Record-Breaking Global Heat Surge Seen Amidst Rising CO2 Emissions

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USA Today reports that June temperatures are breaking heat records in several countries in the Northern Hemisphere. The El Niño phenomenon and the continued CO2 emissions are the culprits for these smouldering temperatures.

The first week of July has brought a new average global temperature of over 17°C, nearly 2°C warmer than the average temperature.

The online news listed unusually high temperatures around the world that have bumped up the global average temperatures based on temperatures dating back to 1979. These areas include Antarctica-the southernmost continent, Russia, Greenland, and the Atlantic and Pacific oceans, which have recorded above-average temperatures.

NOAA predicts that marine heatwaves will expand from 40% of the world’s oceans to almost half later this summer.

El Niño is warming the Eastern Pacific Ocean, which will continue to intensify throughout the year.

Climate scientists predict that 2023 will be the warmest year on record and expect more extreme events, such as heatwaves, drought, wildfire and flooding.

How are Global temperatures determined?

For around 40 years, global temperatures have been obtained from satellite observations, land and the atmosphere. But looking at global temperature from the 1970s and even earlier, as far back as 1850, scientists gather data from weather stations and oceangoing ships and buoys. This is how they can determine the global average temperatures.

The article notes that while a cool maximum still occurs when the warmest temperature for the date is lower (cooler) than it has ever been, it is happening less frequently than warm records or when the lowest temperature (cooler) is higher than ever. In short, the hottest days are getting more frequent than the coolest days.

Warm records are being broken more frequently

Karin Gleason, chief of the monitoring section at NOAA’s National Centers for Environmental Information, says that statistically, weather records are compared to a bell curve. The peak of the curve represents the most commonly observed temperatures, while those on either side that tapers off refer to the unusually warm on the right and cold on the left (Pulver, 2023).

However, weather stations worldwide are seeing the bell curve shifts to the right, meaning that average temperatures have increased, and new warm records and rainfall records will become frequent.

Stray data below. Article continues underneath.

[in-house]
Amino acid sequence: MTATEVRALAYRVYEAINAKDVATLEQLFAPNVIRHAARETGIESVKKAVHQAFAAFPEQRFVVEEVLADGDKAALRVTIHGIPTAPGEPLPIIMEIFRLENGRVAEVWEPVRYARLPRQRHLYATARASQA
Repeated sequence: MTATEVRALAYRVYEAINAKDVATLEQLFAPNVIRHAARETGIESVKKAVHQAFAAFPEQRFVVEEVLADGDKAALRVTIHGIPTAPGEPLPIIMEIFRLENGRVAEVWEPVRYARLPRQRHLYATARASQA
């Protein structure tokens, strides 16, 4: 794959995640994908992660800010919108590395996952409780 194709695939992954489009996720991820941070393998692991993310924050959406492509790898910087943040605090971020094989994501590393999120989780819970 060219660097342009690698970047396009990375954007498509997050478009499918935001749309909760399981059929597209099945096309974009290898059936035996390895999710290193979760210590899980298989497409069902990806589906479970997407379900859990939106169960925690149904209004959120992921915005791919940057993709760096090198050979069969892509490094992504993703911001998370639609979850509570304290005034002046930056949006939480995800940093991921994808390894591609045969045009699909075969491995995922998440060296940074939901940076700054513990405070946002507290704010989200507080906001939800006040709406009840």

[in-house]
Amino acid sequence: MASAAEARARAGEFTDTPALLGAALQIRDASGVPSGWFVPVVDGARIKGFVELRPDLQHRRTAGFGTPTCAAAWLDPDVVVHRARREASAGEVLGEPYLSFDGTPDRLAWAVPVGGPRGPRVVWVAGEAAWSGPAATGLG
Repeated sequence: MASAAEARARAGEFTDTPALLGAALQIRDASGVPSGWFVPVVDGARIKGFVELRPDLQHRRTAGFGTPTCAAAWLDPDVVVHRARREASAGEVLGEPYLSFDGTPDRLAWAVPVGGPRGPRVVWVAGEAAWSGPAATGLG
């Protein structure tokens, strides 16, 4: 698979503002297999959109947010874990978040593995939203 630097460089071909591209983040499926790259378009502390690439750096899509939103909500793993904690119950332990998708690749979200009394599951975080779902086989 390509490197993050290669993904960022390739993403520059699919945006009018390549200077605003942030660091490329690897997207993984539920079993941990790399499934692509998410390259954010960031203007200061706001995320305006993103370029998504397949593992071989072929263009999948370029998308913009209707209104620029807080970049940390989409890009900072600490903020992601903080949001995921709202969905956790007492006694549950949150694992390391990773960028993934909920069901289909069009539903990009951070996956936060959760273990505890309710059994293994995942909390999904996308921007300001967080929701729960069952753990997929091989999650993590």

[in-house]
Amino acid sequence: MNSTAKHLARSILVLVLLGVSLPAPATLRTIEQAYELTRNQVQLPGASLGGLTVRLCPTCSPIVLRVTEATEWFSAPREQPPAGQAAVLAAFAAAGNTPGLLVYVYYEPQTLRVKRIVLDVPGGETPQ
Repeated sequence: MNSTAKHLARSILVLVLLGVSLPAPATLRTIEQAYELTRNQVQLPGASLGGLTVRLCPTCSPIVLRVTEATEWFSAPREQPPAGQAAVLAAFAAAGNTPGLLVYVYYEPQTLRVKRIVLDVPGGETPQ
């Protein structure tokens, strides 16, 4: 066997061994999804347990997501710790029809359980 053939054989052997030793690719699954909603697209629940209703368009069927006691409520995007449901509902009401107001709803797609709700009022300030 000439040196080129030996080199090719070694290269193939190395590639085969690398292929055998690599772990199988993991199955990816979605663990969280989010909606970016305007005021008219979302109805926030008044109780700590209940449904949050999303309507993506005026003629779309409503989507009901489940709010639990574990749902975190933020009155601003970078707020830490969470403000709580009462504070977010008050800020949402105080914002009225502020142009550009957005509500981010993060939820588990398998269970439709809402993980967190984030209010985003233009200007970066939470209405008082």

They are also observing increasingly warmer overnight temperatures as well which are also pushing global average temperatures up.

An article from Resilience says that humans are entering an unchartered new climate, and our infrastructure – roads, buildings, electric grid, water and food systems are not designed for this new climate. The infrastructure, structures and systems we are building are still based on a past climate and cannot cope with the dramatic changes in rainfall patterns and frequency, high temperatures, heatwaves, droughts, and intense typhoons, hurricanes, and cyclones which are leading to maladaptation.

Our maladapted infrastructure, which is becoming evident against extreme weather events, is part of what scientists mean by human beings being in an “unchartered territory regarding climate, the article notes.

The article recommends dramatically slashing emissions and changing the public health infrastructure to cope with tropical diseases moving up from the equator toward the poles as strategies to cope with the many climate change consequences humans will contend with in the decades ahead.


Pulver, D. (2023, July 9). Heat record after heat record will be broken in 2023. Here’s how to make sense of it all. USA Today. Retrieved from

Shannon, J. (2023, July 8). Earth’s very hot week explained: Where was it so hot? USA Today. Retrieved from

Cobb, K. (2023, July 9). Climate change: Our infrastructure is built for another Earth. Resilience. Retrieved from

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